The service of process is the start of many legal claims. Whether a person is notifying a past employer that they are suing them for wrongful termination, for example, or a landlord is letting a tenant know that they are starting formal proceedings for eviction, the service of process has to be done and done properly.
When filing a lawsuit against a party, that party needs to be notified that they are being charged and of the charges that are filed against them. This needs to be accomplished within 120 days of filing an index number with the court. The notification will also usually include the consequences of denying or disagreeing with the charges filed. Without the service of process, the case cannot officially start.
Invalid Service of Process
Technically, any person over the age of 18 can serve court documents if they are not involved with the case. A colleague, family member, or friend of the person filing the charges can deliver the papers. Many people, however, choose professional process servers for this task because of the possible consequences for improper service.
One of the most troublesome consequences of improper or invalid service of process is the outright dismissal of the case by the judge. In some cases, there can even be penalties and fines for the person who filed the charges.
The following are examples of instances where improper service of process may have been done.
- The papers are served to the wrong person. This can happen by mistake or when someone else claims the identity of the defendant. The person serving the papers may also opt to leave the documents with a person the defendant has a relationship with if the latter cannot be found. In some cases, a person with the same name may be the one served with the documents instead.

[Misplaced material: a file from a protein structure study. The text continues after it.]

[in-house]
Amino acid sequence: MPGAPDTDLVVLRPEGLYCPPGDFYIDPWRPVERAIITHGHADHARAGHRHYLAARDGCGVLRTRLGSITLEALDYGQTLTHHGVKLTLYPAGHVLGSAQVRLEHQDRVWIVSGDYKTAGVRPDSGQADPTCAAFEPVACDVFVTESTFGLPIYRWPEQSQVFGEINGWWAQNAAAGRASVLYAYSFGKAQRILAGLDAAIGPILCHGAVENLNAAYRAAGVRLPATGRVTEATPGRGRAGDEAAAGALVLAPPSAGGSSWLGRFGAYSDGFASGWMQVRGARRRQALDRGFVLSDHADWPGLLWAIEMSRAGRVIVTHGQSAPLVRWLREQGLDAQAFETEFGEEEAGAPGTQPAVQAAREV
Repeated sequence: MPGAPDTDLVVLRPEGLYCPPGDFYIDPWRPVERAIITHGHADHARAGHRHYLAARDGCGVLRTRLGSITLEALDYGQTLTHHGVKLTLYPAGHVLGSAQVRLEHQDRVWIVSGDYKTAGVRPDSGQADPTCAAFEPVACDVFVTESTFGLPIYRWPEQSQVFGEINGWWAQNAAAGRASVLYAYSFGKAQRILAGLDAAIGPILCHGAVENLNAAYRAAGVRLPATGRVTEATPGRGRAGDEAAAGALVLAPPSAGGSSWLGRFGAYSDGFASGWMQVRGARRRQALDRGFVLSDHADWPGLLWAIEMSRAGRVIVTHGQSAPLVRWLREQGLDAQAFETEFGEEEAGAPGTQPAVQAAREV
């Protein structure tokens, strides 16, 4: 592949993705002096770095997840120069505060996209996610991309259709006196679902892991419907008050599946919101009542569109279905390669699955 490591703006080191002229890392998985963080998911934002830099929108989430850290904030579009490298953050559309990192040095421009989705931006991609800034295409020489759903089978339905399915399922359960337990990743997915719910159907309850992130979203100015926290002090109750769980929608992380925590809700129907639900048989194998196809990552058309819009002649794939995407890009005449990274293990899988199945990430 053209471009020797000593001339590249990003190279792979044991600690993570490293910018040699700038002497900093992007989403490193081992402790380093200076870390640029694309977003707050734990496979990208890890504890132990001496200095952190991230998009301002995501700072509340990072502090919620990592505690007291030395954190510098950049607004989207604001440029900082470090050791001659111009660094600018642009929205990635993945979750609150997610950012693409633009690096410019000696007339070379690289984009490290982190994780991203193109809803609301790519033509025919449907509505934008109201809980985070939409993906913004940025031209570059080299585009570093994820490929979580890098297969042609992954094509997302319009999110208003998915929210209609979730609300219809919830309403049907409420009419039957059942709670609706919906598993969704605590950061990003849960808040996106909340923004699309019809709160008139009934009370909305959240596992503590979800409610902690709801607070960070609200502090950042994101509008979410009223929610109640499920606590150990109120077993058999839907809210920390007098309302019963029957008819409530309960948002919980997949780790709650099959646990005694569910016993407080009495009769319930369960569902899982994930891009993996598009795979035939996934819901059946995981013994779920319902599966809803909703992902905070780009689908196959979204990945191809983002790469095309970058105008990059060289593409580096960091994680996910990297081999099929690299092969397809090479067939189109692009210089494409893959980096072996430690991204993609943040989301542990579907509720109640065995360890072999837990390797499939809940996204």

- After attempting and failing to deliver the papers in person, the server may opt to leave the documents on the doorstep. This should be followed by a mailing of the papers. In these cases, the defendant may claim bad or improper service of process if they only receive one of the two supposed copies.
- There are even instances when a server does not even attempt to deliver the papers and claim otherwise. This particular offense can be considered as fraud against the court.
- Any person that serves court documents needs to file an affidavit of service with the court to confirm the details of the service of process. If these details provided are proven false, the service of process may be considered invalid.
Proper Service of Process in New York
In the state of New York there are three methods of serving court documents that are recognized by the law:
- Personal – The papers are delivered to the defendant in person.
- Substitute – The papers are delivered to someone from the defendant’s home or place of business. This person needs to be of age and of sound mind. Another copy of the papers needs to be mailed afterwards.
- Nail and Mail – If several attempts have been made to serve the papers with repeated failure, the documents can be posted on the door. Another copy of the papers needs to be mailed afterwards.
If the service of process was not done according to the abovementioned methods, it may be considered invalid.